So your dietitian has recommended you go gluten-free. Now what?

People diagnosed with celiac disease need to follow a strict gluten-free diet, while in other people, gluten sensitivity can bring on digestive symptoms like abdominal pain, bloating and diarrhea. A gluten-free diet may help you manage your symptoms. Here’s what you need to know.

What Exactly Is Gluten?

Gluten is the term used to define proteins that are found in wheat, rye, and barley. The gluten gives shape to foods made from these grains. Cooking releases the proteins and gives them an elastic structure.

Eliminating gluten in favor of a gluten-free diet can help alleviate digestive symptoms for some people—but gluten can be found in many foods, and can crop up in unexpected places.

Top Sources of Gluten

The top three sources of gluten are wheat, barley, and rye. But gluten can also be found in triticale, which is a cross between wheat and rye, as well as malt, brewer’s yeast, and wheat starch. 

A variety of foods and beverages may be made with these sources of gluten, such as:

  • Bagels
  • Beer
  • Biscuits
  • Breads
  • Brownies
  • Cakes
  • Cereal
  • Cookies
  • Cornbread
  • Couscous
  • Crackers
  • Crepes
  • Croissants
  • Croutons
  • Donuts
  • Dumplings
  • Flour tortillas
  • French toast
  • Gnocchi
  • Granola
  • Gravy
  • Malt beverages
  • Muffins
  • Noodles (ramen, udon, soba, egg)
  • Pancakes
  • Panko breadcrumbs
  • Pasta
  • Pie crust
  • Pretzels
  • Ravioli
  • Stuffing
  • Waffles

Hidden Sources of Gluten

When it comes to packaged and processed foods, it’s important to read the food labels, as they may contain gluten. That includes:

  • Candy
  • Energy bars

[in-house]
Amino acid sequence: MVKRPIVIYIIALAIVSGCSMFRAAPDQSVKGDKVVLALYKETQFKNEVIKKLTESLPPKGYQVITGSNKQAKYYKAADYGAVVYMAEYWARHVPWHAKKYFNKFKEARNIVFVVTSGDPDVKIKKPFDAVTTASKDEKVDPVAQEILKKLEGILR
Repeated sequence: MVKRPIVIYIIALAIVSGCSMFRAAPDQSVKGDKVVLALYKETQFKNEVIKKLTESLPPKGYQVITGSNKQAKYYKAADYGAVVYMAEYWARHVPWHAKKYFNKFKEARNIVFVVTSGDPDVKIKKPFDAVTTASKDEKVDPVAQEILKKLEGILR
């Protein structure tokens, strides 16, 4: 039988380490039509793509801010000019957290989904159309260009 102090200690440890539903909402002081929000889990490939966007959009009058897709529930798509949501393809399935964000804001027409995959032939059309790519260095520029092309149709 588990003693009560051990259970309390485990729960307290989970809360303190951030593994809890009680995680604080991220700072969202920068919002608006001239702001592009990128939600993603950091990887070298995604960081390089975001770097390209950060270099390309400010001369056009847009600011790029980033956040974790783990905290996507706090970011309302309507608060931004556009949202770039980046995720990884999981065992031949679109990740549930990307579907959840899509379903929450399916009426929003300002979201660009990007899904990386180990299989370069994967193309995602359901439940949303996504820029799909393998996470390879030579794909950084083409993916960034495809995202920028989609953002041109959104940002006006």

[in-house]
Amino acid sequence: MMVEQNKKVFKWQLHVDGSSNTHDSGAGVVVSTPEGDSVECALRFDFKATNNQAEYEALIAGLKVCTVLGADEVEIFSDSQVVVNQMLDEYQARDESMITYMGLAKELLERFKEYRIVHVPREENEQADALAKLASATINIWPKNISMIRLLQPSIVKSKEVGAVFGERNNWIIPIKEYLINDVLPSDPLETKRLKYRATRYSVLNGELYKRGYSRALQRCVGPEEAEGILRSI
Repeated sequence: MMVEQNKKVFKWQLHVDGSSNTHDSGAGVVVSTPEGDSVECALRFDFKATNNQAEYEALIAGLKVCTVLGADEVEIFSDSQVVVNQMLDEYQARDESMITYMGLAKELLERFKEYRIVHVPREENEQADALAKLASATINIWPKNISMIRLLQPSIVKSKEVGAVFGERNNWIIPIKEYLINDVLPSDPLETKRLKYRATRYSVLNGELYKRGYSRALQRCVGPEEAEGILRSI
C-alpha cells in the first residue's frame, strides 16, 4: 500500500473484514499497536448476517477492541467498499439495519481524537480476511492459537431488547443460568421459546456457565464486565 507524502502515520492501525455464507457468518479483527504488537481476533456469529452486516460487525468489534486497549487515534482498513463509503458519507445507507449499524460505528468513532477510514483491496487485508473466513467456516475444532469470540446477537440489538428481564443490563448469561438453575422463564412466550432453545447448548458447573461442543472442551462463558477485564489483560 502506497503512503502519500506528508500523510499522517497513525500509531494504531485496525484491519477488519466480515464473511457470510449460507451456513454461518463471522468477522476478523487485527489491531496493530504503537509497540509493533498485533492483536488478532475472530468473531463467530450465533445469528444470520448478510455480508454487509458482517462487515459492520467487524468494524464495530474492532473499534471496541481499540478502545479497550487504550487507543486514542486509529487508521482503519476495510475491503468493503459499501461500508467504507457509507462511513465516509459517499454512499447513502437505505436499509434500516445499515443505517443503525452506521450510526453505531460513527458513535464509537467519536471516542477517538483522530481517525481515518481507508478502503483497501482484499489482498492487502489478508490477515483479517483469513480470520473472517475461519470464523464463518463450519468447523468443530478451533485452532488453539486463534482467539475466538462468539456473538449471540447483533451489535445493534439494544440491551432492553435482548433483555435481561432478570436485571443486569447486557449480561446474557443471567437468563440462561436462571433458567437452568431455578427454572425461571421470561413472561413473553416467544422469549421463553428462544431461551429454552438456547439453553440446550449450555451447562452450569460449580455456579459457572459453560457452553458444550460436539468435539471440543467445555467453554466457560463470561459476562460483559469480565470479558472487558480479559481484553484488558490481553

• French fries
  • Granola bars
  • Pre-seasoned meats
  • Processed lunch meats
  • Marinades
  • Meat substitutes
  • Potato chips
  • Salad dressing
  • Soup
  • Soy sauce

Gluten-Free Foods to Try

While the laundry list of foods that contain gluten may seem daunting, there are actually plenty of gluten-free foods to include in your diet. Aim to focus on fresh or minimally processed foods, such as:

  • Beans 
  • Dairy
  • Fish and other seafood
  • Fruits 
  • Legumes
  • Meat
  • Nuts
  • Poultry
  • Vegetables

Gluten-Free Starches

When it comes to starches, that’s where going gluten-free can feel a little more complicated. But it doesn’t have to be. There are plenty of gluten-free grains and starches to include in your diet, such as:

  • Amaranth
  • Arrowroot
  • Beans
  • Buckwheat
  • Cassava
  • Chia
  • Corn
  • Flax
  • Gluten-free oats
  • Kasha
  • Millet
  • Nut flour
  • Potatoes
  • Quinoa
  • Rice
  • Sorghum
  • Soy
  • Teff
  • Tapioca
  • Yucca

Drinking on a Gluten-Free Diet

Many beverages are also gluten-free, including:

  • Coffee
  • Hard cider
  • Juice
  • Liquor
  • Soda
  • Sports drinks
  • Pure Black, Green, or White tea (watch out for flavored or herbal teas)
  • Water
  • Wine (though dessert wine or wine coolers may be off-limits)

Read Food Labels

Not all gluten-free foods are marketed as such, so if you’re going gluten-free, it’s important to read food labels. You should be able to find gluten-free varieties of foods like breads, cereals, crackers, pastas, and baked goods, that are made with alternative flours and grains. Be mindful if packaged goods are noted as processed in the same facilities used for wheat, as there may be cross-contamination. If you have any questions about specific foods, ask your dietitian, or call the manufacturer.